very interesting Goshin, well explained too

    The dog has been trained to act a certain way towards a certain command. Like say human actors act out all kinds of emotion, and can be quite believable.

  6. #16
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    Re: do non-human animals have emotions, feelings?

    My dog expressed some ennui just yesterday.
    "you're better off on Stormfront discussing how evil brown men are taking innocent white flowers." Infinite Chaos

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    Re: do non-human animals have emotions, feelings?

    Animals have the same feelings we have for sure. Except they mostly communicate with body language only. When I have gone too long without petting the dog you can see her eyes change. See the sadness within and she will mope around waiting for me to pet her. When I pull her up and cuddle her she even lets out a sigh of relief.
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    Re: do non-human animals have emotions, feelings?

    Quote Originally Posted by Goshin View Post
    How many humans can turn their emotions on and off like that? Switch from "KILL!!!!" to "oh you want to scratch my ears? Joy joy joy..." in two seconds?
    At least 10 times a day.
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  9. #19
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    Re: do non-human animals have emotions, feelings?

    [QUOTE=Goshin;1058766095]Those who work with animals and train them, professional trainers, tend to speak in terms of drives, rather than emotions.

    Drives in this context refers to instictive or learned behaviors exhibited in the presence of certain stimuli.)End Quote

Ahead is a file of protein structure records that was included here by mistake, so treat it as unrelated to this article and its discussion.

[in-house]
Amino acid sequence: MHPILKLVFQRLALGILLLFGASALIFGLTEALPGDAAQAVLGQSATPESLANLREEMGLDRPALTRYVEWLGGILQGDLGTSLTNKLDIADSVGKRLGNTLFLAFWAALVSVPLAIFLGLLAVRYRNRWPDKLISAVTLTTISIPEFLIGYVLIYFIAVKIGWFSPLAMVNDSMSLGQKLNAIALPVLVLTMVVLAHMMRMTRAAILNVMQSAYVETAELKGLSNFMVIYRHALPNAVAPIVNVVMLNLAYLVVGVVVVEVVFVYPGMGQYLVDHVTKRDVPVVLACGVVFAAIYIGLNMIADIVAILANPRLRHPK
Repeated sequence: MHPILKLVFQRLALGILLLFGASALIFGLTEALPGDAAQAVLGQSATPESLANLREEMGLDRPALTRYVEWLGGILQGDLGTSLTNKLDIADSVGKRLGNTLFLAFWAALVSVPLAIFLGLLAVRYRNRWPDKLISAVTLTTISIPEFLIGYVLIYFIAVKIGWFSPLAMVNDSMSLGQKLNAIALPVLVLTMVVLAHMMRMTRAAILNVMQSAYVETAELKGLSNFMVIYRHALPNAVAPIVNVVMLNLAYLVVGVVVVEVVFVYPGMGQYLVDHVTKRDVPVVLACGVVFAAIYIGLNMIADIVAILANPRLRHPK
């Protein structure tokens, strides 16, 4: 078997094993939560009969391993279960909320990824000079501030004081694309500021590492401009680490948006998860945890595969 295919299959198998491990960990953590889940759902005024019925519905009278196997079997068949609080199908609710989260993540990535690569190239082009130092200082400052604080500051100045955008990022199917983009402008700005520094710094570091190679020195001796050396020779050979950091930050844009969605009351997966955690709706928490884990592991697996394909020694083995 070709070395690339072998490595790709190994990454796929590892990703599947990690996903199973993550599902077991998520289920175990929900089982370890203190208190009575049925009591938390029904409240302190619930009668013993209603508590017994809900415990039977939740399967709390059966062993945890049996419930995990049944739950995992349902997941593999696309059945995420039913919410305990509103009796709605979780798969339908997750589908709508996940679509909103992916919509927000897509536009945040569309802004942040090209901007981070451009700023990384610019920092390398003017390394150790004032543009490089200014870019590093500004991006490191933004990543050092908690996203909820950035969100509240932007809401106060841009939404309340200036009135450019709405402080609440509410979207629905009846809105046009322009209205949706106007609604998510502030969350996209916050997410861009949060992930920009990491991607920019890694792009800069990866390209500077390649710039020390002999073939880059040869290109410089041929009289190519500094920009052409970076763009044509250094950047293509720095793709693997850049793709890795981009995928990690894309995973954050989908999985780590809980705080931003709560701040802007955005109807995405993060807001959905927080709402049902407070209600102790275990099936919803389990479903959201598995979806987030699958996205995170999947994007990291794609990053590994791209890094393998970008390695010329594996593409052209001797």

As for instance observed behaviour in Rats/Apes/Monkeys/Octopus' etc in controlled Laboratory conditions.?

    Quote(Dogs are the animal with which I'm most familiar in this sense, having had training by a professional in dealing with dogs.

    Dogs primary drives include predation, territorial defense, submission, and fear. They can relate to humans in all these drives, usually viewing humans as alphas, or sometimes as equals; sometimes as threats, and sometimes as prey animals.

    I've seen all these drives modeled by real dogs, both in training classes and in "the field".

    The funny thing is a dog can switch drives like flipping a lightswitch. Seriously, they can be in predation mode, ripping the crap out of a trainer's protective sleeve... then two seconds later the same trainer can be petting them on the head, once the context that made them "go predator" is removed.

    I won't say that dogs don't have feelings of some kind, because I believe they do; but I think their feelings operate very differently from humans.)End quote

    As (in your proposal) you recognize that Dogs are different animals than humans, would it not be reasonable to suggest that their emotions are also different?

    Quote(How many humans can turn their emotions on and off like that? Switch from "KILL!!!!" to "oh you want to scratch my ears? Joy joy joy..." in two seconds? Well, the human equivalents of those feelings I mean.

    Human emotions tend to be more persistent. We have long-lasting emotional reactions to things that engender strong feelings, even long after the stimulus is removed. For the most part, dogs don't seem to.

    I won't say that animals don't have feelings and emotions of some kind, based on instinctive drives and some degree of learned behavior, but I don't think there is any close correlation to human emotions. Human emotions, like human thoughts, can have incredible depths and nuances; animal feelings/drives tend to be fairly simple and directly correlate to their basic drives: food, survival, reproduction, pack status, etc.) End quote

    When you are able to observe the depths and nuances of any animals emotional state then an informed statement or statements can be made, until that time all Humankind can do with regards to the emotional state of the other creatures that also co-dwell on this planet is offer unprovable suppositions.

    Humanity always likes to view itself as the 'Superior' creature in a variety of ways!
    Last edited by jujuman13; 05-23-10 at 01:22 PM.

  10. #20
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    Re: do non-human animals have emotions, feelings?

    My cats and dogs have always reacted to me in emotional ways, and me to them. My observation on this has not changed.